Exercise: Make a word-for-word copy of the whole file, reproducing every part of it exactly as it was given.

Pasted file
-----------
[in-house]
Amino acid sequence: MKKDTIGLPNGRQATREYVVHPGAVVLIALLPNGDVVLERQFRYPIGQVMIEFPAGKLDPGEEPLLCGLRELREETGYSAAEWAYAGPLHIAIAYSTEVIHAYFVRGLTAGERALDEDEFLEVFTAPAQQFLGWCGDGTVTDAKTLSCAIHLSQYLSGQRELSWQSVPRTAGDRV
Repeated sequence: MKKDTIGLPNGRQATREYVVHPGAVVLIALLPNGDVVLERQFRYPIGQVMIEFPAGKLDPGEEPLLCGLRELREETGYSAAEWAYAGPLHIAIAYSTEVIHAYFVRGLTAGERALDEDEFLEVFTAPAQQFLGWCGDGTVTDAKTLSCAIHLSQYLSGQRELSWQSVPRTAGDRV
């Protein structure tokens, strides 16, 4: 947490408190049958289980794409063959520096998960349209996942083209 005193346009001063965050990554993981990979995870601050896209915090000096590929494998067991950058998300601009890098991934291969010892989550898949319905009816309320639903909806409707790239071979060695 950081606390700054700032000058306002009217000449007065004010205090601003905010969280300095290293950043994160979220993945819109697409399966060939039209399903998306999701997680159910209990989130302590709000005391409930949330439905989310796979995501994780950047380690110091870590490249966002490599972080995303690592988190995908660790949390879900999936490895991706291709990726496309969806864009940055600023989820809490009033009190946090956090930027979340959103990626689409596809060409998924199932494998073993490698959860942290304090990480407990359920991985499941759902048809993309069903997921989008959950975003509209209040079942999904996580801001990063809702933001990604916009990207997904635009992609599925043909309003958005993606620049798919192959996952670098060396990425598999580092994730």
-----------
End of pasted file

[in-house]
Amino acid sequence: MKKDTIGLPNGRQATREYVVHPGAVVLIALLPNGDVVLERQFRYPIGQVMIEFPAGKLDPGEEPLLCGLRELREETGYSAAEWAYAGPLHIAIAYSTEVIHAYFVRGLTAGERALDEDEFLEVFTAPAQQFLGWCGDGTVTDAKTLSCAIHLSQYLSGQRELSWQSVPRTAGDRV
Repeated sequence: MKKDTIGLPNGRQATREYVVHPGAVVLIALLPNGDVVLERQFRYPIGQVMIEFPAGKLDPGEEPLLCGLRELREETGYSAAEWAYAGPLHIAIAYSTEVIHAYFVRGLTAGERALDEDEFLEVFTAPAQQFLGWCGDGTVTDAKTLSCAIHLSQYLSGQRELSWQSVPRTAGDRV
């Protein structure tokens, strides 16, 4: 947490408190049958289980794409063959520096998960349209996942083209 005193346009001063965050990554993981990979995870601050896209915090000096590929494998067991950058998300601009890098991934291969010892989550898949319905009816309320639903909806409707790239071979060695 950081606390700054700032000058306002009217000449007065004010205090601003905010969280300095290293950043994160979220993945819109697409399966060939039209399903998306999701997680159910209990989130302590709000005391409930949330439905989310796979995501994780950047380690110091870590490249966002490599972080995303690592988190995908660790949390879900999936490895991706291709990726496309969806864009940055600023989820809490009033009190946090956090930027979340959103990626689409596809060409998924199932494998073993490698959860942290304090990480407990359920991985499941759902048809993309069903997921989008959950975003509209209040079942999904996580801001990063809702933001990604916009990207997904635009992609599925043909309003958005993606620049798919192959996952670098060396990425598999580092994730």